Tram Dream

S. Balakrishnan

I would love to visit Kolkata just for the sake of riding its trams. Running since 1880 continuously for 140 years, the tram is Kolkata’s unique and ultimate attraction. Only such an existing service in India, this gives a romantic touch to Kolkata which still retains its old world charm. It may look shabby and move sluggishly, but what matters is that it successfully meanders through Kolkata’s never-ending traffic jam and chaotic crowd. When one looks for a leisurely, peaceful, eco-friendly, comfortable and cheapest drive across Kolkata city, there is nothing to beatthe tramways with its 140 year history.

The maiden journey of Calcutta’s tram (horse-drawn) was for a distance of 3.9 km from Sealdah to Armenian Ghat on February 24 1873. However, it was discontinued on 20th November of the same year, to be revived seven years after again in the November of 1880 on the Sealdah-Bow Bazaar- Dalhousie- Armenian Ghat meter gauge route. The same year Calcutta Tramways Company (CTC) was formed and registered in London. Within two years, steam engines took over in 1882 from the horses. Another 18 years later in 1900, electric engines took over from steam engines. In 1967 the British management fled without paying salaries, as the State Government had issued an act in 1952 giving 15 years of time to take over the management. Accordingly, CTC was taken over by the West Bengal State Govt. in 1967. This formality was finally and fully completed in 1978.

 CTC owns 270 tram cars, including wooden body bogies procured between 1940 and 1950.Now the ultimate luxury is AC tram cars that were introduced in 2013. With addition and deletion of routes, the Tramsnow run in 52 routes within a radius of 10 km from the city centre on a total track length of 57.17 km double track. They run on 550 V DC electricity that is converted from 6 KV AC main power and thensupplied & distributed by ten sub-stations. With a massive central workshop, seven mini depots and 8 passenger termini, CTC transports around 70,000 passengers every day and earns on an average 2.5 to 3 lakh rupees with a very moderate fare beginning from 5 rupees. Each tram unit has two bogies with a total seating capacity of 54, but can easily accommodate120 passengers during peak hours.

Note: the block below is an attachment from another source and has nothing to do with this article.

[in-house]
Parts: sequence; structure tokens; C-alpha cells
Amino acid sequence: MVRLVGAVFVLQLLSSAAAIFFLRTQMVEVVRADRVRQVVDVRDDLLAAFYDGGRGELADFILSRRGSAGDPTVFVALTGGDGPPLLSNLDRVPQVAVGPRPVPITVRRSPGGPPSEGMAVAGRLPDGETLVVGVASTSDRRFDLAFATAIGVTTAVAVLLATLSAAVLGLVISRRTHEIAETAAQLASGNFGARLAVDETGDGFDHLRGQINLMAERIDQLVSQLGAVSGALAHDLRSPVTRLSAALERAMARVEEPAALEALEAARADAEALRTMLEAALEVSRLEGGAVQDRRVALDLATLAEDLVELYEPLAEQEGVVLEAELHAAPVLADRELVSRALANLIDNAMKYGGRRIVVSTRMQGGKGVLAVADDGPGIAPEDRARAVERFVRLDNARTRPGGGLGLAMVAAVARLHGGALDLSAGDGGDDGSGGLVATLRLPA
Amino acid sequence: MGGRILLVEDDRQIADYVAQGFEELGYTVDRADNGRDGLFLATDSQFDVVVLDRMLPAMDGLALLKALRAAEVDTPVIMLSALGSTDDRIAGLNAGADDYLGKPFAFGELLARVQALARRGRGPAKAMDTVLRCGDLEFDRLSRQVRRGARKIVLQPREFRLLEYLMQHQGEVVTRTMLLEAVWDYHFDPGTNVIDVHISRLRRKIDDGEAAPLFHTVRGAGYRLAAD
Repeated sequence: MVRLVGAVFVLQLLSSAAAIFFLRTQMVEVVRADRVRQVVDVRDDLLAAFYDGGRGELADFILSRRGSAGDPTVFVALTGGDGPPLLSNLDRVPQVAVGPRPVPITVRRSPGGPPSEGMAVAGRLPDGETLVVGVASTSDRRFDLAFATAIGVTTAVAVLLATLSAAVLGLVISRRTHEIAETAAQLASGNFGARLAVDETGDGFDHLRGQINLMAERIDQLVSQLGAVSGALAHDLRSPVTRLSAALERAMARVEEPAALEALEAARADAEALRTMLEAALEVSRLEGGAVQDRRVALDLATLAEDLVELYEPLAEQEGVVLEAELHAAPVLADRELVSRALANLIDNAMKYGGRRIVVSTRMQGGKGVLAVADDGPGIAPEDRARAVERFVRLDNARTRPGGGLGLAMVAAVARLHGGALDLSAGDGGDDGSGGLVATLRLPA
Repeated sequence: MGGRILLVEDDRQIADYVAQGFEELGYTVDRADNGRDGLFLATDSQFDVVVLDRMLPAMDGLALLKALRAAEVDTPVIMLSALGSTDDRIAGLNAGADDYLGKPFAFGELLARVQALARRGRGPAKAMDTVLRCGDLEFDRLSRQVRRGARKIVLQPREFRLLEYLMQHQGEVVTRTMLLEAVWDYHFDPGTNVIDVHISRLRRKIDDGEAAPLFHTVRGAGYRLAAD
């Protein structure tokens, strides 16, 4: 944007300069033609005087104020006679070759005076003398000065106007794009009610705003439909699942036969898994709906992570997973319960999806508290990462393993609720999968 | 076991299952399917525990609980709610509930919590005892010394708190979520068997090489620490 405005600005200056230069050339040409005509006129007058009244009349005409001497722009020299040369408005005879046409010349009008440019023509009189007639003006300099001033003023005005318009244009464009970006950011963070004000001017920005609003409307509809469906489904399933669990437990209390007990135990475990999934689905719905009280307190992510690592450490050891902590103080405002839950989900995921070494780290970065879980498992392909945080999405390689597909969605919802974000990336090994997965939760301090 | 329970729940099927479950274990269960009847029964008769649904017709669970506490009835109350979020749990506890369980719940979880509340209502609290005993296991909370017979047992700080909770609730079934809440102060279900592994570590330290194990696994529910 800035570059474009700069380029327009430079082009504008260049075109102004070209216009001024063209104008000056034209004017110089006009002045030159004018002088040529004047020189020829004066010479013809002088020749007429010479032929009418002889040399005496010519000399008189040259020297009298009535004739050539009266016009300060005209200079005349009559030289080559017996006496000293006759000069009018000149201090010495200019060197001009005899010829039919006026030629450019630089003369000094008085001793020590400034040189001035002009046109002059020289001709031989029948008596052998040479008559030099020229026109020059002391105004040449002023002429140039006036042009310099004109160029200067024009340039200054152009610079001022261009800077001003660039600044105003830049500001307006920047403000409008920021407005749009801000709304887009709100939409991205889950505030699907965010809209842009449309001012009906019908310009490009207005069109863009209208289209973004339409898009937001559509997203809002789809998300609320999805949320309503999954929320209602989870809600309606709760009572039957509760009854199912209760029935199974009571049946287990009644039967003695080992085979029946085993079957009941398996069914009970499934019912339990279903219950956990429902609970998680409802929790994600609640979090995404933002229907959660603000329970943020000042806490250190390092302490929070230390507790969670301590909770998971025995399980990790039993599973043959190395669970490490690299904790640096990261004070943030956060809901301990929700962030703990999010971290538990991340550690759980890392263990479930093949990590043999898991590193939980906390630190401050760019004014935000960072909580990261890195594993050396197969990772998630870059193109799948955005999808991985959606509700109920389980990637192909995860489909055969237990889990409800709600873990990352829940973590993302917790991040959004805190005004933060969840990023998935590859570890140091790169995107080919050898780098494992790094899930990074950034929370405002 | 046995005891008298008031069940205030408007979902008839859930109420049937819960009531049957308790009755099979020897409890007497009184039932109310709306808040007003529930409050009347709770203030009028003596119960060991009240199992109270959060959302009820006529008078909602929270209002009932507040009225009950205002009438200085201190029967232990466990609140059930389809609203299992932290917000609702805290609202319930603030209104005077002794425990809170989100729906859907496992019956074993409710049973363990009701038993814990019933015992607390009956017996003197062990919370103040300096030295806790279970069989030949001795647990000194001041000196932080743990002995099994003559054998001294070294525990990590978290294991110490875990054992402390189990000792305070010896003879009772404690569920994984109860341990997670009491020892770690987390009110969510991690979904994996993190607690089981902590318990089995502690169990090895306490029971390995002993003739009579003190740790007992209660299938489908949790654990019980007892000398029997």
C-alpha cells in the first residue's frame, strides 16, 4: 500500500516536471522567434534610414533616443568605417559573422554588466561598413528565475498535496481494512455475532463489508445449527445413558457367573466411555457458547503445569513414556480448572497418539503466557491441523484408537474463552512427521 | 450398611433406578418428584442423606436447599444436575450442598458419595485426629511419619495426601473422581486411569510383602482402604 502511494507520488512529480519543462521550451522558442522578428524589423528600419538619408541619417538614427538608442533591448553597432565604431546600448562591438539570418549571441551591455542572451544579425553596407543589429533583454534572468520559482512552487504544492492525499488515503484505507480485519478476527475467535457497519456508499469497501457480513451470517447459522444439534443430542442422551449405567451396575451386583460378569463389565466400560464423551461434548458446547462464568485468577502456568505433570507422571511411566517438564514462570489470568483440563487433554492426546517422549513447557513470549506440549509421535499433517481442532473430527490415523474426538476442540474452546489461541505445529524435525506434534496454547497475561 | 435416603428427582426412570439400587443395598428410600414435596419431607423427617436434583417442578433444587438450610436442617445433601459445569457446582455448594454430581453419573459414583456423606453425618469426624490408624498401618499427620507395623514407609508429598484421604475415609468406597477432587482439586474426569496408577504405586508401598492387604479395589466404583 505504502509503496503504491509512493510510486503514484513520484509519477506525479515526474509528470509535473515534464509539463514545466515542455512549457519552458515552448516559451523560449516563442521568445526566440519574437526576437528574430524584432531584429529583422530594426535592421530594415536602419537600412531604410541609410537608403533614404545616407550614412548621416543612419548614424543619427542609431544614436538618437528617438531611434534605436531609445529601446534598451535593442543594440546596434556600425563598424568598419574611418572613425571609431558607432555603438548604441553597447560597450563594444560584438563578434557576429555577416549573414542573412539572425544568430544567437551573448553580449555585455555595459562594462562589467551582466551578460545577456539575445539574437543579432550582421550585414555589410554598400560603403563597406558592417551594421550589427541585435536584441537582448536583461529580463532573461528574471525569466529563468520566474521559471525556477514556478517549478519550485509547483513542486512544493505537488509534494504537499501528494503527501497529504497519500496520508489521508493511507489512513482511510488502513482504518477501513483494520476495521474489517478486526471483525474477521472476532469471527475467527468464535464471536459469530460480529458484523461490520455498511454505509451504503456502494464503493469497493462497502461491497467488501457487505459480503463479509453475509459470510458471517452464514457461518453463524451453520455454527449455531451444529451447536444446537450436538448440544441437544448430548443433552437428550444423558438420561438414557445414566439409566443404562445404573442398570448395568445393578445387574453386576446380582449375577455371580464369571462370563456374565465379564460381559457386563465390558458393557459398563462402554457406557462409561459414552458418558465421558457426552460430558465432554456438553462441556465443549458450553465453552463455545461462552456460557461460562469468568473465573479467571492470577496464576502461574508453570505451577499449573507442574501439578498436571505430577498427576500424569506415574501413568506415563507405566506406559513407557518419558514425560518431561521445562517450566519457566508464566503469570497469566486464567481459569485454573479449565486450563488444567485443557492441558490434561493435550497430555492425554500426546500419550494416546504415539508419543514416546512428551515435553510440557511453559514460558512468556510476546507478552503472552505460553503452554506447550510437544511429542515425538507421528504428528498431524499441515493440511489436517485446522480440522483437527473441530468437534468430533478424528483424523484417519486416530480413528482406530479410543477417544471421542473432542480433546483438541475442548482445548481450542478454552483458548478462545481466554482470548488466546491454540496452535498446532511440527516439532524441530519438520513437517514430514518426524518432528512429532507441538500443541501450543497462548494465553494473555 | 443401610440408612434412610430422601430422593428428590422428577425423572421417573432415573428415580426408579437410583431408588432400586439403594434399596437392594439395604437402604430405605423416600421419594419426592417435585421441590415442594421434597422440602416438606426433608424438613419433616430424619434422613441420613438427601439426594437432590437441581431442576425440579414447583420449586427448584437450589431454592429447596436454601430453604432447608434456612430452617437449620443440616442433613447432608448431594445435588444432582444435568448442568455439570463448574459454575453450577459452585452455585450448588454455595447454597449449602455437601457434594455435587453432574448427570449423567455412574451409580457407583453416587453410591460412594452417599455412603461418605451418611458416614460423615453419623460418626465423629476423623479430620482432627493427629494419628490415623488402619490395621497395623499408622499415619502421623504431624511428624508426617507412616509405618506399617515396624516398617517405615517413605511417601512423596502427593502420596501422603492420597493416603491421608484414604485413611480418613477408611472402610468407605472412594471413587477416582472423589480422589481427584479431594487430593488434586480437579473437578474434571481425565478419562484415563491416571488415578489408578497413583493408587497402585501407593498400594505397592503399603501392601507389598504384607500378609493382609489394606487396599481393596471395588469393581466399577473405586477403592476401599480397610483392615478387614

Coming to my own ‘tram’ experience, the tram service in Madras (now Chennai) was unfortunately closed on the midnight of 11th April 1953, just three years before my birth but as a kid I remember seeing the dead rail lines. The rail lines were left behind as recovery cost was more than their worth. Since childhood I was fascinated by a Calcutta tram photo taken by my dad in 1950 when he was working there. But the first time I saw the famed tram of Calcutta was only in 1979 when I was on a hurried & harried transit visit from Port Blair (by flight in the morning) to Madras (by train the same afternoon).Alas, I could only sight the tram and not travel in it. The dream got fulfilled only in 2014 in my 58th year! Oh, what a pity! A simple wish and it took 58long years. On our way to Sikkim we halted for three days in Kolkata and hopped on to the tram at the very first opportunity. I would have loved to travel through its entire network and in the night also but we could go only for a very short trip. As it was June, the weather was humid and the traffic was very heavy yet we enjoyed it to the hilt. So I am planning for an exclusive week-long tram trip to Kolkata duringa winter. But winter of which year, Corona Virus only can decide. I propose andthe Almighty Corona disposes! (Old photos and facts & figures, courtesy CTC website).